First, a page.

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Five Mistakes Visitors to Ireland Make

April 7, 2009

corey says…I’ve worked with hundreds of people planning trips to Ireland, and even with the most diligent forethought, there are a handful of “mistakes” they tend make over and over again. Here’s a go at the first five that come up regularly.

  1. Warp Speed – An unreasonable list of must-sees will leave you seeing Ireland from the windows of your tiny rental car. If you’ve got a week, expect to see a quarter of the country. Exceed that, and you might be at risk for the accurately named Green Blur Tour.
  2. Avoiding the Locals – After spending hours reading guidebooks and online reviews, don’t convince yourself you’ve got all the information you need. Ten minutes chatting with your B&B host, a shop clerk or a pub owner can provide insight no pre-trip resource can offer. Don’t just say you’ll do this, actually set aside the time for this interaction.
  3. Sticking to the Big Sites – Each region in Ireland is loaded with attractions, but most itineraries string together only the major sites. Rather than rushing to the next big site, try choosing a major attraction and then find nearby destinations to fill the rest of the day and even the next morning.
  4. Misunderstanding the “Real” Ireland – Thatched cottages and donkey carts? Ireland is not the same place your great grandparents left behind. Folk parks and heritage centres will provide a peek at what has happened in Ireland over the generations. Expect a modern, educated, vibrant population.
  5. Following Those Who Have Gone Before – Your friends and family who visited Ireland are excellent resources for planning, but don’t let their experience be the end-all. Try to make the trip your own rather than an attempt to come home with matching photo albums.
6 Comments leave one →
  1. April 11, 2009 9:54 AM

    i love these tips. it is all too true. thanks!

  2. April 15, 2009 2:52 AM

    Excellent tips – thank you. My favorite is #4 Searching for the Real Ireland. …”Expect a modern, educated, vibrant population.”

    The modern, educated, vibrant population of today is every bit as intriguing and enjoyable as the Irish of my great-grandfather’s (or even my father’s) day.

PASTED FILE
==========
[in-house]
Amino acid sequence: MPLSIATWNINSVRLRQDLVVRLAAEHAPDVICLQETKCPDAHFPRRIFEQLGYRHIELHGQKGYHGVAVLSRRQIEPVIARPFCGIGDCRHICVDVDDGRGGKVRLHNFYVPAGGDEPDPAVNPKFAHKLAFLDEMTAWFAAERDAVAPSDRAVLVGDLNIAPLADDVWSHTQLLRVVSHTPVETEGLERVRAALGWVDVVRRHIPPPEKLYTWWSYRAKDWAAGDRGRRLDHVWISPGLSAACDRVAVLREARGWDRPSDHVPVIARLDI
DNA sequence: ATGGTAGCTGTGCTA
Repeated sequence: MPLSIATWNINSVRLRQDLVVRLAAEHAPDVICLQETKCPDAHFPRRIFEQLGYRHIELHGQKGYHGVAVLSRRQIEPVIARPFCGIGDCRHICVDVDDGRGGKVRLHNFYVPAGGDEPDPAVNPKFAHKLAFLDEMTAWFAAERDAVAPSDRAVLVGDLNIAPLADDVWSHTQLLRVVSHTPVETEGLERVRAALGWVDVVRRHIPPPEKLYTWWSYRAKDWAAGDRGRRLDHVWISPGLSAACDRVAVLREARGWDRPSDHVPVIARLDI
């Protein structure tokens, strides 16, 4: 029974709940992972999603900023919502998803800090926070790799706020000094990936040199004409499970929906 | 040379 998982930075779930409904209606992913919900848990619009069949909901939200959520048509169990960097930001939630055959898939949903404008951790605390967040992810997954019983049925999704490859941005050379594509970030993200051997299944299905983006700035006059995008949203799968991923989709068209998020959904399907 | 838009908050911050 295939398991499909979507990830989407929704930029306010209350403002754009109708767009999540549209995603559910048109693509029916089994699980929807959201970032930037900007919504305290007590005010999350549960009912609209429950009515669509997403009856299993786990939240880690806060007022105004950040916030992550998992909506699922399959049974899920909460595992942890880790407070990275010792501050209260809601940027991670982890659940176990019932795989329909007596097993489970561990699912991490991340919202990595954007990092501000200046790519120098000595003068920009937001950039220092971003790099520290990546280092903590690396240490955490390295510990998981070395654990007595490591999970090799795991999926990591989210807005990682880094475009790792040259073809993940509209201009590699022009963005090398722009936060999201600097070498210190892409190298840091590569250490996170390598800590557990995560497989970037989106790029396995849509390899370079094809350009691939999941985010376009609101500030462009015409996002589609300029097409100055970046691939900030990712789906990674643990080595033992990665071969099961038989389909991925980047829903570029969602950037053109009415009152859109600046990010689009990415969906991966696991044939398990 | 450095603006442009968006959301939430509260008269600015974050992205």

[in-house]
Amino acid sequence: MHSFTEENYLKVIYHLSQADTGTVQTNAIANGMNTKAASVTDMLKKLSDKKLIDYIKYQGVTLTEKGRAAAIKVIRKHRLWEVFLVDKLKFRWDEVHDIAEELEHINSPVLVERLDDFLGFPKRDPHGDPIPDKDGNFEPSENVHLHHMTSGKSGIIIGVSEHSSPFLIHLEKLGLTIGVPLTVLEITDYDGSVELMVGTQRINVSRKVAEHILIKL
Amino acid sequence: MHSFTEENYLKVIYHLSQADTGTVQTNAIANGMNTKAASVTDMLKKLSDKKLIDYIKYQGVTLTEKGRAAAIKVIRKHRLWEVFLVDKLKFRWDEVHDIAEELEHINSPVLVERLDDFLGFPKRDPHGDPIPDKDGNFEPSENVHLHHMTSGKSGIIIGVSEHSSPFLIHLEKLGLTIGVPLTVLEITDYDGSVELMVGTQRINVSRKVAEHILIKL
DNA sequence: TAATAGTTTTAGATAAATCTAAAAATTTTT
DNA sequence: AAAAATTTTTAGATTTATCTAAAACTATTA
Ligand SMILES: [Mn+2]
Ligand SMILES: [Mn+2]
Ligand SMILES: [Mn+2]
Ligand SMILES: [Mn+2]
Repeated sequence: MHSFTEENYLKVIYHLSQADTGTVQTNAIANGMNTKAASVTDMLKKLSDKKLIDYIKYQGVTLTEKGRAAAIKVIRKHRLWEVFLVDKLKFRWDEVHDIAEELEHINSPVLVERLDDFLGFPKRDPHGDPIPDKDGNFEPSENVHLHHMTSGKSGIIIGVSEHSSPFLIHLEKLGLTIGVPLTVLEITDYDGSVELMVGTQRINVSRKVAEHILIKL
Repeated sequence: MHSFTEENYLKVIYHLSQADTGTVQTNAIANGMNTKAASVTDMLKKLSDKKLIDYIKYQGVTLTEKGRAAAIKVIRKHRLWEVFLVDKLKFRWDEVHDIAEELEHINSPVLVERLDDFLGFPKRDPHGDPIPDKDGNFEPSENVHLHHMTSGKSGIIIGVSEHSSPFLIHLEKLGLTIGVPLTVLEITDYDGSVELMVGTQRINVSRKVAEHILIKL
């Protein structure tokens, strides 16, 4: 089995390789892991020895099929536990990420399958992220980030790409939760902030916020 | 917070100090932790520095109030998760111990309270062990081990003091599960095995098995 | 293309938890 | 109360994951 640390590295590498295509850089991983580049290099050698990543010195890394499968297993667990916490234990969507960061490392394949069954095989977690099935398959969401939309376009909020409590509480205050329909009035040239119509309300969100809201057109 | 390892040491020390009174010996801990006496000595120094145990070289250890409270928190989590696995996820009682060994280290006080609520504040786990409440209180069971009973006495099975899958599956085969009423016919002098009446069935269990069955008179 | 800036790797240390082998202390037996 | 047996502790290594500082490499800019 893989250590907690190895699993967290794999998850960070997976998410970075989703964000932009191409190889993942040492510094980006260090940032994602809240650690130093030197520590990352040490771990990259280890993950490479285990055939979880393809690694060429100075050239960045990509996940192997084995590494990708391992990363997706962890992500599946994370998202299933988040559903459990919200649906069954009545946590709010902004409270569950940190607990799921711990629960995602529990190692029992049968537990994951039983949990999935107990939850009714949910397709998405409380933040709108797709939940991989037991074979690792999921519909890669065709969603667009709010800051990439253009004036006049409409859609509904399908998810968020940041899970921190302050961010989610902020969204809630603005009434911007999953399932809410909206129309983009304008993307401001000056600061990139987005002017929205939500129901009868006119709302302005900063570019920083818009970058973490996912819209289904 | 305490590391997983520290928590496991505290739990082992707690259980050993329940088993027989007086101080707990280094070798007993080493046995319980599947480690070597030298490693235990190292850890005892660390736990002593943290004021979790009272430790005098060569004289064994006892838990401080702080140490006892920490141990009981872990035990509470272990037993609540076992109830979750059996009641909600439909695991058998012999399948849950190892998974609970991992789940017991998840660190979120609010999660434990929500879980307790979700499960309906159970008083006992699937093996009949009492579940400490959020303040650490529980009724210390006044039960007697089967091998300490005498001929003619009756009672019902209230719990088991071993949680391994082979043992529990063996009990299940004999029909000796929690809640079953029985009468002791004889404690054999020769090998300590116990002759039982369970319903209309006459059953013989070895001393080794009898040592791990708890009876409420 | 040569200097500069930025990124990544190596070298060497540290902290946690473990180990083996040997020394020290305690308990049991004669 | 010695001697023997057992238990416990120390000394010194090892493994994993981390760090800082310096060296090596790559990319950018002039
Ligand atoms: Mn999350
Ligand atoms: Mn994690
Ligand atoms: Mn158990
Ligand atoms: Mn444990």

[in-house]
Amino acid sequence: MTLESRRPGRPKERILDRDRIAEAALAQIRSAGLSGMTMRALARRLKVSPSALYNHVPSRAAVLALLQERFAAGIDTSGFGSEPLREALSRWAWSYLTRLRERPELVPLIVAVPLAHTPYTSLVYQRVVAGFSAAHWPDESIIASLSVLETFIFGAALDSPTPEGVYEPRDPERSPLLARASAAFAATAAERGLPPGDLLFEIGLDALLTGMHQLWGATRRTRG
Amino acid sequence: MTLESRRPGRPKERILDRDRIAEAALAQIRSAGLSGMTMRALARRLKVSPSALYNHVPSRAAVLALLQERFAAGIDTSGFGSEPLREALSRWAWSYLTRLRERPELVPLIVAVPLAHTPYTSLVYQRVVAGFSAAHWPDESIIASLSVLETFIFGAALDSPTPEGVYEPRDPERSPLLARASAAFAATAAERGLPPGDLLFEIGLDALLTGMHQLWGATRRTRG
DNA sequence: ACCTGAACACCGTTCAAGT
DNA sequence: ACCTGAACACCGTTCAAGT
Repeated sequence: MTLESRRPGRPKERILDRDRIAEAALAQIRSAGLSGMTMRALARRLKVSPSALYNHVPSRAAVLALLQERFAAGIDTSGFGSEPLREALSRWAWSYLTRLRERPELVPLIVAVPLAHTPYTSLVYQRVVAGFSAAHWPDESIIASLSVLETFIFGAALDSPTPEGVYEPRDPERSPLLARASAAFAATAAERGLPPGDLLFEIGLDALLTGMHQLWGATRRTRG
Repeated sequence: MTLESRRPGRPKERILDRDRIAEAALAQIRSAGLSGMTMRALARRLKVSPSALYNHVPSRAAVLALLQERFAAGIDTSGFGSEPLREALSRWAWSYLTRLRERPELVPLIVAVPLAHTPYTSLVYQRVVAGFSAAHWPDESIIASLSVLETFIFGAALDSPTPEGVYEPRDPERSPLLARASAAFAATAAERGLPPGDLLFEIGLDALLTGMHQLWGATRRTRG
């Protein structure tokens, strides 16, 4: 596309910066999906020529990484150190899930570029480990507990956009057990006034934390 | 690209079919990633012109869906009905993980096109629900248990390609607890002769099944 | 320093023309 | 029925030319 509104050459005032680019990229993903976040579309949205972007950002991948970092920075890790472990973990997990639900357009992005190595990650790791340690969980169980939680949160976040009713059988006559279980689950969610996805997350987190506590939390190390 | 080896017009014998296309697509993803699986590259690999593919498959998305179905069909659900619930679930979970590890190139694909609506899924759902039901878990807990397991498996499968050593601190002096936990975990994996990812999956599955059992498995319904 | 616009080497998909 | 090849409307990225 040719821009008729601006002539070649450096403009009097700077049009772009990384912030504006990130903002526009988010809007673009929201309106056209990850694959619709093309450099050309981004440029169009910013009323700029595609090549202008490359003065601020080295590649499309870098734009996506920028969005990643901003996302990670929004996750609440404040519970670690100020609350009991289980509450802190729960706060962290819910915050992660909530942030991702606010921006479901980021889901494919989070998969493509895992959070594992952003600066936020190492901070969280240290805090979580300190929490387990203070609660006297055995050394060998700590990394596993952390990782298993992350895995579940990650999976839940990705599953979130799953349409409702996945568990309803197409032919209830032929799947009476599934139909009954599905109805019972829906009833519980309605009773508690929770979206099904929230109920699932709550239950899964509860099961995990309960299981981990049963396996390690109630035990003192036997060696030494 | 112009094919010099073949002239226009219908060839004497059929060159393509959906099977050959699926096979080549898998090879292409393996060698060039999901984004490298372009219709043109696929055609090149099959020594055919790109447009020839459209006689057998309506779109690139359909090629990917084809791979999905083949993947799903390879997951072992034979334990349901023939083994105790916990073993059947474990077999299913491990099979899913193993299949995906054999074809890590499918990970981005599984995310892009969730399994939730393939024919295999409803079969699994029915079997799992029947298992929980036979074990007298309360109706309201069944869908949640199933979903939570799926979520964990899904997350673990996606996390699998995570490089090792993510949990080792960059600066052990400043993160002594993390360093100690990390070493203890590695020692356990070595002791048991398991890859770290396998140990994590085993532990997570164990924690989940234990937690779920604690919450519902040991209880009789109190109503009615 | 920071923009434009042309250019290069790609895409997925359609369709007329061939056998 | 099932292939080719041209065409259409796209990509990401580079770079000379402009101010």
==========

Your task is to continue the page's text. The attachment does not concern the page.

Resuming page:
Mindie Burgoyne

  3. Vicki Fisher permalink
    September 15, 2009 5:05 PM

    I just listened to a few of your podcasts today! I think this list and the packing list and all other info on this site will be very helpful as we prepare for our trip in October. We arrive in Dublin around the 12th…any tips or things we (4 ladies) should know or do? How do you keep all the pictures you take daily? many cards or small travel laptop to empty cards onto at the end of the day? And what kind of shoes? Hiking boots or gym shoes? I’m soo excited to hear back from you and to spend more time at this site! Thank you sooo much! Vicki, Tammy, Rachel and Michelle (Maple Grove Minnesota USA)

    • September 17, 2009 8:04 AM

      Vicki & the rest of the crew,

      You’re in for quite a treat in Ireland. Our Dublin podcasts cover the basics of the capital, and the guidebooks will cover the rest of the city. Are you traveling outside of Dublin? Where? How long are you there?

      When I travel, I bring along two larger memory cards for my camera (1 or 2 GB), and I also throw in the smaller 250 MB that came with my camera. Truth is that in a week, I don’t come close to filling one of the cards. Since I’m there for months at a time, I upload them to my computer & Flickr, but I have also gone into photo shops (often in Pharmacies/Chemists) and had pics burned to CD. Don’t bring a laptop if you don’t have to, it just gets in the way.

      Wear the shoes that are most comfortable. If you have outdoorsy activities plans, the hiking books could come in handy. For the average visitor, gym shoes are fine though.

  4. Diana permalink
    September 17, 2009 12:29 AM

    I wish I had read this list before my first trip to Ireland. My sister and I went for two weeks last summer and we broke rule # 1!!! Its amazing how small and driveable the distances look on the map, but that is so not the case. While we did have a wonderful time, we spent much of each day driving, which is suprisingly stressful and tiresome. We landed in Dublin and went in a clockwise circle around the entire island in 13 nights. Of the 3 or 4 stops we had planned for each day we were very lucky if we saw two. The funny thing is, the spontaneous stops (stopping just because something caught our eye) was when we had the most fun. By all means make your list of favorites, but don’t feel like you have to cross them all off the list. Leave time to stop at that ancient crumbling church that isn’t in any guide book and let yourself really enjoy all that Ireland has to offer. No matter where you go in Ireland you’ll find something worth seeing or somebody fun to talk to. I can’t wait to go back and start all over again, just at a much slower pace this time.

    I want to thank you Liam and Corey for your wonderful podcast. Irish Fireside is an invaluable source of information for all thing Ireland. You both do such wonderful work and it is a pleasure to listen to you. My only complaint is that there aren’t more to listen to!!!!

    • September 17, 2009 8:02 AM

      Diana – Thanks for your own suggestions. Sounds like you had quite a whirlwind tour. I doubt you’ll make that mistake twice.

      Your kind words are also appreciated. We’d love to post more podcasts and information… alas, “real” life gets in the way. Don’t worry though, we’ll continue to put more up.

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